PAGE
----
President Joe Biden on Monday called to create a “billionaire minimum income tax” that targets the richest households in the United States, The New York Times reports.
Biden’s budget proposal included a new tax on households with a net worth of more than $100 million.
The proposal would require these households to pay at least 20% of their income as taxes as well as unrealized gains that are typically only taxed when they are sold.
The White House estimates that the tax will raise about $360 billion over the next decade and crackdown on tactics used by the wealthy to avoid taxation.
It’s unclear whether the Senate will entertain Biden’s proposal. The White House previously dropped its plan to roll back some of former President Donald Trump’s tax cuts for the wealthy amid opposition from Arizona Sen. Kyrsten Sinema.
WH targets loopholes:
White House officials said the proposal would eliminate loopholes that the wealthy have used for years to lower their tax bills below the rate paid by average Americans.
The tax would only apply to households that do not already pay a 20% rate on their income and unrealized gains.
Those who pay below 20% will have to pay the difference between their tax rate and the 20% rate.
The Biden budget also calls to raise the top tax rate on individuals from 37% to 39.6%.
Biden also called to raise the corporate tax rate from 21% to 28%.
In all, the tax proposals would raise about $2.5 trillion over a decade, the White House says, which will cover the cost of spending increases and deficit reduction.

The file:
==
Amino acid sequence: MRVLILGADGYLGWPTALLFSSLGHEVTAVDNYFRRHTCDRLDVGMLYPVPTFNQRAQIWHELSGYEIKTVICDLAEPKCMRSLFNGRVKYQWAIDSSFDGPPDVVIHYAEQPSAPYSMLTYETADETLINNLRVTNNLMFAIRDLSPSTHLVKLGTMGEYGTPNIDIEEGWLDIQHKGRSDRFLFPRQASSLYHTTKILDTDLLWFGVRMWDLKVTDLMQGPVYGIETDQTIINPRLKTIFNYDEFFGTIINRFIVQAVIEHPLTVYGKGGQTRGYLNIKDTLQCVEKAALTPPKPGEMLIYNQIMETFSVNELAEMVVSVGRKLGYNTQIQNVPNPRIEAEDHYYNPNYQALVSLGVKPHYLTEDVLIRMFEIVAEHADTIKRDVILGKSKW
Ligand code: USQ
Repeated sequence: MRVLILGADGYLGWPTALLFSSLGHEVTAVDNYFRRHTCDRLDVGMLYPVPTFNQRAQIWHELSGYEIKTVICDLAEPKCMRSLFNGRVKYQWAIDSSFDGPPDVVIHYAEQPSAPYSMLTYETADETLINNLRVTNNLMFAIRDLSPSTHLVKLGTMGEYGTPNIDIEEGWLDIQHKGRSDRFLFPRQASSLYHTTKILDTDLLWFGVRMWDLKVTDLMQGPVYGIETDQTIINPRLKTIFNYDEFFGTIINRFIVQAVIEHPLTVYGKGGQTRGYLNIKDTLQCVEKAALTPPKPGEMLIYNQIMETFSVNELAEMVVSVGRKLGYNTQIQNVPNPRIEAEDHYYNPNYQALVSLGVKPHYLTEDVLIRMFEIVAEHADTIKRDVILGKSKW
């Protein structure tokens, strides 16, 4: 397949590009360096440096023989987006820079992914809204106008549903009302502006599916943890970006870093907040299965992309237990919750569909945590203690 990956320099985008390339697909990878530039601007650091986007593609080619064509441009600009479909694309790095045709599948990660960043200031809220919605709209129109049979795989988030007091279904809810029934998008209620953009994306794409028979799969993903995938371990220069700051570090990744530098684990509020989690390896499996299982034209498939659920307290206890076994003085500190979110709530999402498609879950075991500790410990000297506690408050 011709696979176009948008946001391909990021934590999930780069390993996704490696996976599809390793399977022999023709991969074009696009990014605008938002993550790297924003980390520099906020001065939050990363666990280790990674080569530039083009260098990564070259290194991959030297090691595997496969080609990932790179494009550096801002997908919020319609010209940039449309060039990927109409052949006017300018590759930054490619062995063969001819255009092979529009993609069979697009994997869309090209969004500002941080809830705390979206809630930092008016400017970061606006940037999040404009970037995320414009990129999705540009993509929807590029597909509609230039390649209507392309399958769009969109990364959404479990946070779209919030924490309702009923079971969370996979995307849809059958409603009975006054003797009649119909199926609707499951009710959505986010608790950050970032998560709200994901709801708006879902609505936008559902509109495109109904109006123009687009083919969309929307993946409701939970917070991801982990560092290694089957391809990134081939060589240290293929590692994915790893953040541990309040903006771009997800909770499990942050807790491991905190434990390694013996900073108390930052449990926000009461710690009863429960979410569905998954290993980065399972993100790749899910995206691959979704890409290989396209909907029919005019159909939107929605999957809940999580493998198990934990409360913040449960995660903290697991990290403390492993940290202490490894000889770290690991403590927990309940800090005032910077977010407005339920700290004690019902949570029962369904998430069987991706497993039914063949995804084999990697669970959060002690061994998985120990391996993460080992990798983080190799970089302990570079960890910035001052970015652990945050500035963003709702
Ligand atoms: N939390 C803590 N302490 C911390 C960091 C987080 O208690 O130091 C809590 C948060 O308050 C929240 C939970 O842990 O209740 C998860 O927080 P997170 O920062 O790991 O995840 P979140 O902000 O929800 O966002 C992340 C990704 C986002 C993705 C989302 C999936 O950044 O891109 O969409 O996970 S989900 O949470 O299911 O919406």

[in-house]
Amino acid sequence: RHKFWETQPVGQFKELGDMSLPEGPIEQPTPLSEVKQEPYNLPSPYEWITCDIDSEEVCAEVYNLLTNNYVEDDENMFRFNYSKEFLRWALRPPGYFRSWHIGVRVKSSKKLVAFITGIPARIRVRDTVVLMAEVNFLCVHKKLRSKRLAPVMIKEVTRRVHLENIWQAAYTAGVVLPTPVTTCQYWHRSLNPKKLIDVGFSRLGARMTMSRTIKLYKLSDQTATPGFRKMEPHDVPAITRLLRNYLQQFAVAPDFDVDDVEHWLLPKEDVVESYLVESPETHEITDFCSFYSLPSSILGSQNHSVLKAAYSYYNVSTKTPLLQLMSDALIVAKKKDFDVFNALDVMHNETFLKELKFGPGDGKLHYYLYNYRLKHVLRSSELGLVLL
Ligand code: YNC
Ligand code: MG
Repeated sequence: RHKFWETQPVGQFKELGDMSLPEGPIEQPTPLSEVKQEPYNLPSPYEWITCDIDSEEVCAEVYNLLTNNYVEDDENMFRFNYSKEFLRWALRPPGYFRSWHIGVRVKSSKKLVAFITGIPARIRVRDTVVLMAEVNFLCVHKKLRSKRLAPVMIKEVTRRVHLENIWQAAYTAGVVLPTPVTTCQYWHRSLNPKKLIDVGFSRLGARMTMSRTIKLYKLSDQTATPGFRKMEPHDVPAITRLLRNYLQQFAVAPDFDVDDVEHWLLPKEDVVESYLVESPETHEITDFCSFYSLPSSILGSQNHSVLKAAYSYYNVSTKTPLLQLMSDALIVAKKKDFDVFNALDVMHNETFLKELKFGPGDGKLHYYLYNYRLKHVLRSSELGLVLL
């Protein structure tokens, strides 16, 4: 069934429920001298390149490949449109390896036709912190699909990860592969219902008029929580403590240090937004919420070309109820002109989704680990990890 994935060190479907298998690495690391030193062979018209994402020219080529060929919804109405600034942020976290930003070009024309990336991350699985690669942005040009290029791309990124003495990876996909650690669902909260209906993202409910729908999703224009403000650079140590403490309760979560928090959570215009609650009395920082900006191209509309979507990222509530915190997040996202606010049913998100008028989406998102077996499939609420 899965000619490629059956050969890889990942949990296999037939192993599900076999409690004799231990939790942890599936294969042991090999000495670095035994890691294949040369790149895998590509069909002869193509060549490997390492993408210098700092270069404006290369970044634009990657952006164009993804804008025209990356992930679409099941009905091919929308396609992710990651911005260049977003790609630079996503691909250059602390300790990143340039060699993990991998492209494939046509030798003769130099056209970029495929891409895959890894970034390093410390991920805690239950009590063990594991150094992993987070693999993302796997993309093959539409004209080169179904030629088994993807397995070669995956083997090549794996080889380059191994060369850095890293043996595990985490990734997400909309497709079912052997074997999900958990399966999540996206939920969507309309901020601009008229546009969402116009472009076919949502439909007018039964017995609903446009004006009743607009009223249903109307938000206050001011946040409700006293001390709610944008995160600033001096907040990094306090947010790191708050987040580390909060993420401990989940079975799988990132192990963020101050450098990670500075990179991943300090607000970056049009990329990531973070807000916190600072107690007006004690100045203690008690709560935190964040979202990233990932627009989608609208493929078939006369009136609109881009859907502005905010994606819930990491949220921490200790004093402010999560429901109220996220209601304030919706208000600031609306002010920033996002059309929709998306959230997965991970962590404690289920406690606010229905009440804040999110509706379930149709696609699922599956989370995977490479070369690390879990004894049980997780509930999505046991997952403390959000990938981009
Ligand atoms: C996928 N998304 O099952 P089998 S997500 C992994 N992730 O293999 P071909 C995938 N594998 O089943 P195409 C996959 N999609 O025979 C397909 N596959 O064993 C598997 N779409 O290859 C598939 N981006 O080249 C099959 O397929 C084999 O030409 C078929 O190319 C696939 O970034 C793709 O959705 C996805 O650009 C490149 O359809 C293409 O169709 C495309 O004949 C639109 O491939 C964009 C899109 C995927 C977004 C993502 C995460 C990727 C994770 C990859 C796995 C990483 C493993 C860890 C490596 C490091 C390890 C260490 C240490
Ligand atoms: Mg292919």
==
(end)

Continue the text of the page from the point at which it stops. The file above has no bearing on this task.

Conservative groups criticized the proposal on Monday.
“Under Biden’s tax proposal, wealthy people would be rewarded for consumption and penalized for reinvesting to grow their businesses,” said Chris Edwards, director of tax policy studies at the Cato Institute. “Patience and prudence would be punished. The Biden plan would particularly harm leading edge industries that rely on wealthy investors to take the large risks that drive American innovation.”
Retail groups also criticized the corporate tax increase.
“Leading retailers are extremely disappointed to see a tax plan from the president that revives earlier failed plans to raise the corporate tax rate to 28 percent,” said Hana Greenberg, vice president of tax at the Retail Industry Leaders Association. “Practically, this tax increase would disproportionally punish retailers who already pay their full freight in corporate taxes.”